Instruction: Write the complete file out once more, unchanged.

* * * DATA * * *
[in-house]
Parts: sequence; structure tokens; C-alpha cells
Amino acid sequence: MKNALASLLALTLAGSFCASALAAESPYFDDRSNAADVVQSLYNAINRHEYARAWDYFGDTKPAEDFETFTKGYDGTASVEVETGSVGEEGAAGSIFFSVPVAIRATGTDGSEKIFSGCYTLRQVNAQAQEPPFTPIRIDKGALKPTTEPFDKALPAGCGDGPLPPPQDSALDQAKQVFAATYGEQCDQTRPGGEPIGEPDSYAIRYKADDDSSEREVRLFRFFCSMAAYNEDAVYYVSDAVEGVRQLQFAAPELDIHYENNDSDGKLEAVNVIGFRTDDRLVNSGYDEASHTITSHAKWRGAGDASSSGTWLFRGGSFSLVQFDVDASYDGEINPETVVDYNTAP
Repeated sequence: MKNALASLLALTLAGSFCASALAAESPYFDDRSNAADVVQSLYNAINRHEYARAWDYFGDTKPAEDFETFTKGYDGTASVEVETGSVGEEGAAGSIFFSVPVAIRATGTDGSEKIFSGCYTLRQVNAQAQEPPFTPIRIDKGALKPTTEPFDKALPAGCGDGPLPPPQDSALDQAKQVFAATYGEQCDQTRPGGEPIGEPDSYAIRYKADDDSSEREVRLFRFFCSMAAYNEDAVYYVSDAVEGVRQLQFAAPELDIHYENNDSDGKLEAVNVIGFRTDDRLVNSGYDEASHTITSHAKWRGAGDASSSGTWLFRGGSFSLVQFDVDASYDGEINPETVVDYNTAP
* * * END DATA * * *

[in-house]
Parts: sequence; structure tokens; C-alpha cells
Amino acid sequence: MKNALASLLALTLAGSFCASALAAESPYFDDRSNAADVVQSLYNAINRHEYARAWDYFGDTKPAEDFETFTKGYDGTASVEVETGSVGEEGAAGSIFFSVPVAIRATGTDGSEKIFSGCYTLRQVNAQAQEPPFTPIRIDKGALKPTTEPFDKALPAGCGDGPLPPPQDSALDQAKQVFAATYGEQCDQTRPGGEPIGEPDSYAIRYKADDDSSEREVRLFRFFCSMAAYNEDAVYYVSDAVEGVRQLQFAAPELDIHYENNDSDGKLEAVNVIGFRTDDRLVNSGYDEASHTITSHAKWRGAGDASSSGTWLFRGGSFSLVQFDVDASYDGEINPETVVDYNTAP
Repeated sequence: MKNALASLLALTLAGSFCASALAAESPYFDDRSNAADVVQSLYNAINRHEYARAWDYFGDTKPAEDFETFTKGYDGTASVEVETGSVGEEGAAGSIFFSVPVAIRATGTDGSEKIFSGCYTLRQVNAQAQEPPFTPIRIDKGALKPTTEPFDKALPAGCGDGPLPPPQDSALDQAKQVFAATYGEQCDQTRPGGEPIGEPDSYAIRYKADDDSSEREVRLFRFFCSMAAYNEDAVYYVSDAVEGVRQLQFAAPELDIHYENNDSDGKLEAVNVIGFRTDDRLVNSGYDEASHTITSHAKWRGAGDASSSGTWLFRGGSFSLVQFDVDASYDGEINPETVVDYNTAP